The "Oedipus complex" was central to Freud's psychoanalytic theory, even as he applied it to religious belief. Vitz writes: "The interesting thing about the Oedipus complx is that Freud said it's universal. There's no reason to believe this, but Freud argued that it is universal, that it is unconscious, and in the case of the male child, the unconscious desire is to reject or remove and kill his father and to have some kind of erotic possession of the mother." (143)

Say "whew"... and thank God that this is not common (says Vitz, who doesn't find this kind of thing in his own counseling work)!

But what does this have to do with God? Freud took his Oedipus theory and said people link their own fathers with God. God, said Freud, is a "father figure and our attitude toward God and our father are very similar." (144)

Freud thought this explained God-belief. Vitz says it is not universal, as Freud thought. But, ironically, if Freud's eccentric Oedipus theory explains anything, it explains atheism. Vitz says:

"Since Freud proposed that God is a father figure, this suggests that we should all have an unconscious desire to kill God, to be independent of God, to have the world the way we want it. In a sense, what he's saying is that an atheist has an unresolved Oedipus complex because normally the father is too big to kill and the child can't get away with it. And so, instead of killing his father, the child identifies with the aggressor, his father, and represses these aggressive and sexual desires, which then remain unconscious." (144)

Freud thinks all of us have a desire to kill God. Vitz thinks Freud is on to something here. Vitz: "I would propose that atheism is an example of Oedipal wish fulfillment. That is, it's an unresolved Oedipus complex in the person." OK. But Vitz does not think "Oedipal wish fulfillment" is anywhere near "universal." So Vitz thinks we need to go deeper. This brings us to the "theory of the defective father."

I'll explain this in my next post. For now I cannot begin to tell you how many atheists I have met who seem to me to especially be reacting to their fathers.

The Psychology of Atheism: Part V

NYU psychologist Paul Vitz, in his presentation "The Psychology of Atheism," looks at deeper psychological reasons for atheism. (In Willard, A Place for Truth)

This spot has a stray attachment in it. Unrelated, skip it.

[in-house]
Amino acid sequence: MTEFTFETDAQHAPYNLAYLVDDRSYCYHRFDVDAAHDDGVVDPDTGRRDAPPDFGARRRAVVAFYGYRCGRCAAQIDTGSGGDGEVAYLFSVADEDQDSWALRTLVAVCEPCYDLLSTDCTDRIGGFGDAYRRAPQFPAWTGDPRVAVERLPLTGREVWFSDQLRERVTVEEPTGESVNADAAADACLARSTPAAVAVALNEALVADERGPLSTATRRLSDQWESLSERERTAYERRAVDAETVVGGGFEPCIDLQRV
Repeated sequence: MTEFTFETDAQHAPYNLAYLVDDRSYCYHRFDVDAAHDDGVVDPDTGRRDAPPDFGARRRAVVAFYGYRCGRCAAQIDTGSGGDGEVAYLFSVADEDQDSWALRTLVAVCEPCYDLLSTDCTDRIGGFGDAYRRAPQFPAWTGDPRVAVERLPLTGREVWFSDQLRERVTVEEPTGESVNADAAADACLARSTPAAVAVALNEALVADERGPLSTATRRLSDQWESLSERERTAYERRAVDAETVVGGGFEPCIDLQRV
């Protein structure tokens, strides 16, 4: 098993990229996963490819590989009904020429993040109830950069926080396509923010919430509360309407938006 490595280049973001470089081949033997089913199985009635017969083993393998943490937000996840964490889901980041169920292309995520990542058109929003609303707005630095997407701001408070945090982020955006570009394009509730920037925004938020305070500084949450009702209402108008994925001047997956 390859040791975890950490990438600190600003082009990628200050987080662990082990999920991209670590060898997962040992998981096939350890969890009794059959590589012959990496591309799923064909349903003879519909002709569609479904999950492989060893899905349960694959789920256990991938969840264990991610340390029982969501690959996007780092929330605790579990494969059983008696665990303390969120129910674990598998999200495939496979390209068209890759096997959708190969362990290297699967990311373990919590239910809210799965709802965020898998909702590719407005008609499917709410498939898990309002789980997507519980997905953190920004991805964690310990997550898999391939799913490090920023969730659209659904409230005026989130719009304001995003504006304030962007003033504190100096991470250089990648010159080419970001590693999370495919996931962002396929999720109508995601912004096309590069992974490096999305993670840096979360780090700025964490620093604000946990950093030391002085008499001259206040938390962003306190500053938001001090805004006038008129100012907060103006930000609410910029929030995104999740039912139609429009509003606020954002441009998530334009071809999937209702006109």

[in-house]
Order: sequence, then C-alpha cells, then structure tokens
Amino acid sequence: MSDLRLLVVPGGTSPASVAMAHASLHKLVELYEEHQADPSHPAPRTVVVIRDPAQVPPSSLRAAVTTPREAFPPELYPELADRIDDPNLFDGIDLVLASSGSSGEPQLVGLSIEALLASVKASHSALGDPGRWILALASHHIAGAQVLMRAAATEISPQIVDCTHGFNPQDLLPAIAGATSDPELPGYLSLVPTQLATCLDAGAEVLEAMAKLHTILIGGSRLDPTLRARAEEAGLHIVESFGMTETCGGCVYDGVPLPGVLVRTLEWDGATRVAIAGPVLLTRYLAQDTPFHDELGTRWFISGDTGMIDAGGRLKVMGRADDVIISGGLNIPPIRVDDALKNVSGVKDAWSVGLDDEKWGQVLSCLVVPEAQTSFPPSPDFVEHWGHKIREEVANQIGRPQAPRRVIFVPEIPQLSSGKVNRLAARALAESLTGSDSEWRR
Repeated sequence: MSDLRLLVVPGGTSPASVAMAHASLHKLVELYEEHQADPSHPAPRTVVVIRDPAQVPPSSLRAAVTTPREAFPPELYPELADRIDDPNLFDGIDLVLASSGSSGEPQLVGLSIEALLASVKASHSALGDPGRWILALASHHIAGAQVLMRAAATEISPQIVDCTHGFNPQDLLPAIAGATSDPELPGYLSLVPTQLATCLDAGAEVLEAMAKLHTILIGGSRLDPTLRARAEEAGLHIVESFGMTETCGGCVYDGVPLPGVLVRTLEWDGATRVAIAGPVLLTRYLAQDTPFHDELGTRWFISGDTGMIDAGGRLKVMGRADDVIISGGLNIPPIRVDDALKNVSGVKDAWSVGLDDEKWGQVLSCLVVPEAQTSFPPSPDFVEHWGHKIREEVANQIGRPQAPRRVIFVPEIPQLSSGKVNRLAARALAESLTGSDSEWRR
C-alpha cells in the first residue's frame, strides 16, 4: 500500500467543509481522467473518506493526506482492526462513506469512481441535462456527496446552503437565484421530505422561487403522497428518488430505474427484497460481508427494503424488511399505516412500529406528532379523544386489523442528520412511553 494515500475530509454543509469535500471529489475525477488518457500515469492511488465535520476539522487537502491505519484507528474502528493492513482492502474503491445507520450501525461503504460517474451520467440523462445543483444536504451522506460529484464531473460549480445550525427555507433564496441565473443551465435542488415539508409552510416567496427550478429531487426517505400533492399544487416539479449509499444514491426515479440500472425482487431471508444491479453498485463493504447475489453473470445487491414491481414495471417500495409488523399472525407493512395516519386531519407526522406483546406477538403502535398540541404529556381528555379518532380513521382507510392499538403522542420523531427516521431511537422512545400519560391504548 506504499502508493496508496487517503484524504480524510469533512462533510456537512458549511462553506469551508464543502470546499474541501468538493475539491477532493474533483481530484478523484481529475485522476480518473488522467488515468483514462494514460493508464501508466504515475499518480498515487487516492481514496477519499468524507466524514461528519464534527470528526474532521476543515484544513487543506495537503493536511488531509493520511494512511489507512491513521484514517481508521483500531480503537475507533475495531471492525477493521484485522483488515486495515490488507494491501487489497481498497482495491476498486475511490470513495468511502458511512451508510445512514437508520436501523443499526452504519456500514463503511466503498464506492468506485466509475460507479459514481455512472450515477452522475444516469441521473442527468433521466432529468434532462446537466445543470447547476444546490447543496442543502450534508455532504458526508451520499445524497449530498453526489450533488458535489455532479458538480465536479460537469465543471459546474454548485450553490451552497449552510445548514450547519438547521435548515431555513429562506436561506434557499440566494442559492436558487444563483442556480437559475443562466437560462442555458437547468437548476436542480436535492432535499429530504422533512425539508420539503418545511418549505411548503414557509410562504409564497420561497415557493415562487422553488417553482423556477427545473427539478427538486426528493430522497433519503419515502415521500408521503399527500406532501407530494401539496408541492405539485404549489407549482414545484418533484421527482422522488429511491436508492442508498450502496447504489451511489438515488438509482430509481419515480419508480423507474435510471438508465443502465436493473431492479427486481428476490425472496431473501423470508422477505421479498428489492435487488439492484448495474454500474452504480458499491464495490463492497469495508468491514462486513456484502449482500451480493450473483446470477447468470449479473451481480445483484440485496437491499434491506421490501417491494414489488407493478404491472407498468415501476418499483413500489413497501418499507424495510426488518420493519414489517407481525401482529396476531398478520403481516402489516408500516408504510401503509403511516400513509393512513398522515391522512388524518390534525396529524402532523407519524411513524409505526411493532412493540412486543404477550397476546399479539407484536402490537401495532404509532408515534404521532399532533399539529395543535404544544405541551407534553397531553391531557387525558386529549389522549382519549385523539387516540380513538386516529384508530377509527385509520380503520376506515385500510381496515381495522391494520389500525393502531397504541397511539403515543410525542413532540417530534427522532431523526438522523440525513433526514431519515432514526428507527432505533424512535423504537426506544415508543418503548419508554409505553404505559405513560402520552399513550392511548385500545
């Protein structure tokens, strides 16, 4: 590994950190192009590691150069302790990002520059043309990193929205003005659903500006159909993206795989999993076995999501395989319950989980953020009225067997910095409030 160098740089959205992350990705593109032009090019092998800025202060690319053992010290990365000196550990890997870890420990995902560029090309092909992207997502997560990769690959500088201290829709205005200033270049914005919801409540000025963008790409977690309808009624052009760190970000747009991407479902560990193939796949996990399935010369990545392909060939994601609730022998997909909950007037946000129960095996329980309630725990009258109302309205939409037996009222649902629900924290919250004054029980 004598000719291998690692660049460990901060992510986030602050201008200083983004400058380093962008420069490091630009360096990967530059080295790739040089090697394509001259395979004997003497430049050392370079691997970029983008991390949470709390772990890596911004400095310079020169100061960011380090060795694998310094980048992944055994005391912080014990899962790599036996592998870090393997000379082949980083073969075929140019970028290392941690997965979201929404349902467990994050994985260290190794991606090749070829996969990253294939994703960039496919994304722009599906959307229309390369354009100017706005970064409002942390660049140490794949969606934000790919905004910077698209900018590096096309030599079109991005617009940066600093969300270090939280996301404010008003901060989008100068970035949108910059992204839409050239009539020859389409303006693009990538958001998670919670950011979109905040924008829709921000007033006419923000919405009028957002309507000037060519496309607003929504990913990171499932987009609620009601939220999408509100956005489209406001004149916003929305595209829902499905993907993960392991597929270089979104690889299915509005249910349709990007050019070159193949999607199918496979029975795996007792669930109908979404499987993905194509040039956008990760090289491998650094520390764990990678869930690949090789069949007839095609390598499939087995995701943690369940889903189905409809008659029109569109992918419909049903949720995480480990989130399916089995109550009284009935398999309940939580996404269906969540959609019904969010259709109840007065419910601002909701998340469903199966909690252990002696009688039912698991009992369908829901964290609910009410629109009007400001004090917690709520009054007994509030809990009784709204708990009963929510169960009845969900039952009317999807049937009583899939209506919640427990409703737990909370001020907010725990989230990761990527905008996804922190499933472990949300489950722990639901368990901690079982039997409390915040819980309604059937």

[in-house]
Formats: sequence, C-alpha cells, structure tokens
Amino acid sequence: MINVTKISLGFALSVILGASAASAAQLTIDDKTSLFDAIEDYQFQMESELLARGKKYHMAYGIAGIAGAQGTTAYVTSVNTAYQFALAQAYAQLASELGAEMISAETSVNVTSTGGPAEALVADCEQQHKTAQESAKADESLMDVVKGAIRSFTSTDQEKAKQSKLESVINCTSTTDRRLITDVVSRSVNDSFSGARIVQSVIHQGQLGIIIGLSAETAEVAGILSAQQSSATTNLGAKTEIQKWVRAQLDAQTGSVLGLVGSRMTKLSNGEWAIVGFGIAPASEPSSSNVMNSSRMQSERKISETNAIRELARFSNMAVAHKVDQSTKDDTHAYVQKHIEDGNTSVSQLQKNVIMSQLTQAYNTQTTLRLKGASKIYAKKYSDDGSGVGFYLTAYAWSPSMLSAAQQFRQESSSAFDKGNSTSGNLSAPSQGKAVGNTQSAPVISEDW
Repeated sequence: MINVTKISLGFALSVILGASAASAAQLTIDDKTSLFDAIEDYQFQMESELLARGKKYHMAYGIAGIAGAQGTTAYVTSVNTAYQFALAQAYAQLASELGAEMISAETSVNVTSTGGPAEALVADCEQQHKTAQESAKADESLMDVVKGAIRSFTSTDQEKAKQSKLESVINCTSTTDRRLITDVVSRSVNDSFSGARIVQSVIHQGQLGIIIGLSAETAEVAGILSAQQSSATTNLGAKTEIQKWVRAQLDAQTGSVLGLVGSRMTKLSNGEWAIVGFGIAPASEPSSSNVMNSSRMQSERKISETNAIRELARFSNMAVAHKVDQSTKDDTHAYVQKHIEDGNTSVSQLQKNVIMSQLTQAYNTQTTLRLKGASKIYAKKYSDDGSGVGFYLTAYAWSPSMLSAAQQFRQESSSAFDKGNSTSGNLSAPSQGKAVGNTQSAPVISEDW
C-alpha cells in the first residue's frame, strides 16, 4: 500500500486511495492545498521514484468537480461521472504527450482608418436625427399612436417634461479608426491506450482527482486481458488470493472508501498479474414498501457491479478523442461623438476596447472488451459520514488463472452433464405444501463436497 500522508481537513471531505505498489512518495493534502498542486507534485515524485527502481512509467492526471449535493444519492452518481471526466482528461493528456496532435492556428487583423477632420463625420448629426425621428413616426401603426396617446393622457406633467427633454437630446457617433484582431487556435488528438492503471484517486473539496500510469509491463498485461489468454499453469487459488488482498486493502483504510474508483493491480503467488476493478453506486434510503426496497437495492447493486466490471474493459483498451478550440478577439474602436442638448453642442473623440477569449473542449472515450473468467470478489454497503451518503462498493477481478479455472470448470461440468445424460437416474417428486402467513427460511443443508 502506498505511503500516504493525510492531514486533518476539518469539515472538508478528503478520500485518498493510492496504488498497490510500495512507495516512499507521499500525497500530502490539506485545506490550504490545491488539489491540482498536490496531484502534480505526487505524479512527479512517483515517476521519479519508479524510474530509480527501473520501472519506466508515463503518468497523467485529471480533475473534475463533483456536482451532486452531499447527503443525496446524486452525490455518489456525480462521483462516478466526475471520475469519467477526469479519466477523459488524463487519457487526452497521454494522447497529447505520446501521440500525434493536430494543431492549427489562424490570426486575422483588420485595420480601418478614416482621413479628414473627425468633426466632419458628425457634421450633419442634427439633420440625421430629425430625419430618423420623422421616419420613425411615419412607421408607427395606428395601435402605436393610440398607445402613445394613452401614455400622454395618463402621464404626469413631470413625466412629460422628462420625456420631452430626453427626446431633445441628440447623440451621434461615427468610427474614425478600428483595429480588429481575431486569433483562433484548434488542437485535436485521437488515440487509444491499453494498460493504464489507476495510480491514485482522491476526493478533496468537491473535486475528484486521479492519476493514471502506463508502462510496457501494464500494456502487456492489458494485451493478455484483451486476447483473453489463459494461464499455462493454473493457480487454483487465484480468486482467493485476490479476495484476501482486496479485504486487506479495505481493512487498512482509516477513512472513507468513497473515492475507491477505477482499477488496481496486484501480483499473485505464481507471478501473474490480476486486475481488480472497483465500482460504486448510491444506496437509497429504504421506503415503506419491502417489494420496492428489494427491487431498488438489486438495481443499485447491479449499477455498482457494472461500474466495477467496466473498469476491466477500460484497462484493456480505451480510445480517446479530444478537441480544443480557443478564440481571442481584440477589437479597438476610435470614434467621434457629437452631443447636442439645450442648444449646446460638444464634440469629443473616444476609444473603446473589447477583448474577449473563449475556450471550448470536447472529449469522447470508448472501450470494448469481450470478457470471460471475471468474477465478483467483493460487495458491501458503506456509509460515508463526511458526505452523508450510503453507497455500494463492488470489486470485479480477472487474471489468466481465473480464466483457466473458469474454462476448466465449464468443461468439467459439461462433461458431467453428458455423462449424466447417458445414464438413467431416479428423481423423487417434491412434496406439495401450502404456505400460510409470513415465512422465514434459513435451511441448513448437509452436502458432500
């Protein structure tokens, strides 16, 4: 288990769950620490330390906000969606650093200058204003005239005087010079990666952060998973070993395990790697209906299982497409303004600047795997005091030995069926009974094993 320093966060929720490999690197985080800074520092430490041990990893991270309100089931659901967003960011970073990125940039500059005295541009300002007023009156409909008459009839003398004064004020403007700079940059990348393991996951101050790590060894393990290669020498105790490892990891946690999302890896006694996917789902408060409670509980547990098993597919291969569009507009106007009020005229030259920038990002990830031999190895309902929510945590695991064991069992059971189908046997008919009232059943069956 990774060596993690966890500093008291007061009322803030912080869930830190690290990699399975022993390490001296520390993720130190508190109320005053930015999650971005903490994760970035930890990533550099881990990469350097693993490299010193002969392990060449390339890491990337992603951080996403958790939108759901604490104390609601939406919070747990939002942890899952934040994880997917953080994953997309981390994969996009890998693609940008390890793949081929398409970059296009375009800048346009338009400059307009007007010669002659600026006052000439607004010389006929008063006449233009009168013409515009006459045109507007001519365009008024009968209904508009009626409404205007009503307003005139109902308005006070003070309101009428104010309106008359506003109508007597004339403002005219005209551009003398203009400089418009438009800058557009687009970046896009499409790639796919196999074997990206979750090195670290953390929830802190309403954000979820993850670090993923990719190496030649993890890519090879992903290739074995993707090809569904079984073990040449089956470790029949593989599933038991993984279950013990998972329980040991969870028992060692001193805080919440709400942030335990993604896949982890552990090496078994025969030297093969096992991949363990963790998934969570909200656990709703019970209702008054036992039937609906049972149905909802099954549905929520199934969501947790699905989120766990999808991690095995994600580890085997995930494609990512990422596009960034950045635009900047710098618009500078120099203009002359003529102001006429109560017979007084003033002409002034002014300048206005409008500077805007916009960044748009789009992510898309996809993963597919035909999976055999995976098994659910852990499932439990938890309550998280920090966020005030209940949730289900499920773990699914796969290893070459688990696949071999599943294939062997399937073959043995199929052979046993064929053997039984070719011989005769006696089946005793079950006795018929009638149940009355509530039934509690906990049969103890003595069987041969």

See my four previous posts on this hereherehere, and here.

Freud said:

"Psychoanalysis, which has taught us the intimate connection between the father complex and belief in God, has shown us that the personal God is logically nothing but an exalted father and daily demonstrates to us how youthful persons lose their religious belief as soon as the authority of their father has broken down." (144)

Vitz calls this "the theory of the defective father." The claim here is that "once a child is disappointed in
and loses his or her respect for the earthly father, then belief in a heavenly father becomes impossible." Fathers can and do lose their authority and disappoint their children. This is what happened to Freud himself.

Freud's father, Jacob, was a great disappointment, even worse. His father was weak, unable to support his own family, and a wimp in his non-response to anti-Semitism. One time an anti-Semite called Jacob a "dirty Jew" and knocked his hat off. Jacob refused to respond, and young Sigmund was disgusted when he heard about this. Vitz catalogues other reasons for Freud's antipathy towards his father.

Vitz cites other famous atheists who had "defective fathers, to include Ludwig Feuerbach, Karl Marx, and Madeleine Murray O'Hare. O'Hare's own son has written, e.g., about the hatred her mother had for his grandmother. Once she tried to kill her dad with a ten-inch butcher knife!

Vitz writes quite a bit about the atheist psychologist Albert Ellis, who may have been in denial of his hatred towards his father. And then there's orphaned child Baron d'Holbach, Bertrand Russell, Nietzsche (whose "life fits the theory about as well as any"), Jean Paul Sartre, and Albert Camus. And Gene Roddenberry ("Star Trek") and Russell Baker and...  on and on...

Vitz adds, "for those whose atheism has been conditioned by a father who rejected, denied, hated, manipulated or physically or sexually abused them, there must be understanding." (151)

One more personal point. Whenever I see a father who is a religious "Christian fundamentalist" I am concerned for their children. I met, in my 11 years at Michigan State University, many kids of fundamentalist dads who had rejected "Christianity." They did not know that the so-called "Christianity" of their fathers was not the actual thing, and that the meaning of "fundamentalism" is: 1) no "fun," 2) too much "damn," and 3) not enough "mental." No wonder they rejected this!

(For Vitz's full work on the psychology of atheism see his book Faith of the Fatherless: The Psychology of Atheism.)



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My two books are:

Praying: Reflections on 40 Years of Solitary Conversations with God(May 2016)

Leading the Presence-Driven Church (January 2018).

Saturday, March 24, 2018

Money Can't Buy You Life Satisfaction

Image result for john piippo happy